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Solina String Ensemble

ARP Synthesizers Solina String Ensemble
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Description

The Solina String Ensemble is often thought of as the String Machine of the late 1970's disco era. It's a multi-orchestral machine with Violin, Viola, Trumpet, Horn, Cello and Contra-Bass sounds. These sounds can be engaged via individual on/off switches, allowing for a variety of ensemble configurations. The Cello and Contra-Bass sounds are monophonic and available only on the lower 20 keys of the keyboard. The remaining four sounds are polyphonic and can be played across the entire length of the keyboard. On their own, the sounds are quite unrealistic and not particularly useable. But when combined as an ensemble, and especially with the Chorus effect engaged, the resulting string sound becomes especially lush and shimmery.

The Solina String Ensemble uses divide-down technology, common in organs of the era, to achieve full polyphony. The Chorus/Ensemble effect is achieved by passing the sound through three modulated delay lines that cause a phase-shifting effect to make it sound thicker and more animated. There are also on-board Crescendo (attack) and Sustain Length (decay) sliders, volume sliders and a global tuning knob. It also has Gate and Trigger outputs from the polyphonic keyboard and is completely cased in wood (or wood-like) panels with a clean and discrete layout.

The Solina String Ensemble, like a few other ARP products, is not actually an ARP invention. The Solina was created by the Dutch company Eminent in 1974. It was derived from the string section of Eminent's 310U Organ, and sold commercially as the Eminent Solina String Ensemble. ARP bought the rights to re-brand the Solina for the US market as the ARP String Ensemble. There were also four versions: SE-I was monoaural with a permanent chorus effect, SE-II added an on/off switch for the chorus effect, SE-III added stereo sound, and SE-IV added LEDs.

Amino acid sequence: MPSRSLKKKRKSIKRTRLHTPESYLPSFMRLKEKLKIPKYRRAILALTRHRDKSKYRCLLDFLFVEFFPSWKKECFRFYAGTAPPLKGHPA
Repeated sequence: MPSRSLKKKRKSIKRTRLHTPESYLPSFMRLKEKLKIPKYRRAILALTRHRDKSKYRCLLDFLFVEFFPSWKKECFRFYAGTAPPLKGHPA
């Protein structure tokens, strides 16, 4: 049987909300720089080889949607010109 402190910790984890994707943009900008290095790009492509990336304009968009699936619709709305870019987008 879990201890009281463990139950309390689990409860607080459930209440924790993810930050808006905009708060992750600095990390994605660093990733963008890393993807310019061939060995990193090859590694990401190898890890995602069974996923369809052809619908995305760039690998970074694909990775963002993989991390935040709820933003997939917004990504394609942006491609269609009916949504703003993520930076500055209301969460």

Discussions

Minimoog Funky Bass Classic Songs

Quincy put together a supergroup for this track: E8xV80Lp7Po Dave Grusin on Moog George Duke on Moog, Rhodes Quincy on ARP String Ensemble Billy Cobham drums Alphonso Johnson -- bass Stanley Clark -- bass Louis Johnson -- bass more...SOUND INSIGHTS: "Midnight Soul Patrol" by Quincy Jones

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Can we talk about Herbie Hancock's Sextant album for a second?

...my performance on the track and generally with that band. Yes, I did play Arp 2600 as well an an Arp String Ensemble and an Arp Pro Soloist on that track. But what you're hearing--the random sequence that runs through the entire track and that plays alone for the first 10 seconds or so--isn't...

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Which one was the first poly synth?

...Electronica Synther-2000 Korg MiniKorg-700 Logan / Hohner String Melody II Moog Satellite Roland RE-201 Space Echo Roland Rhythm 330 Roland SH-1000 Roland SH-2000 Roland TR-66 Yamaha GX-1 1974 ARP Explorer I ARP Solina String Ensemble Hammond 102200 Hammond Auto-Vari 64 Drum Machine Oberheim SEM Roland SH-3a Yamaha SY-1 1975 ARP Axxe ARP Little Brother ARP Omni Mk 1 ARP Solina String Synthesizer Electronic Music Studios (EMS) Vocoder 2000 Korg 900PS Preset Synthesizer Korg Maxi-Korg 800DV Korg SB-100 Synthe-Bass Moog Micromoog Moog Minitmoog Moog...

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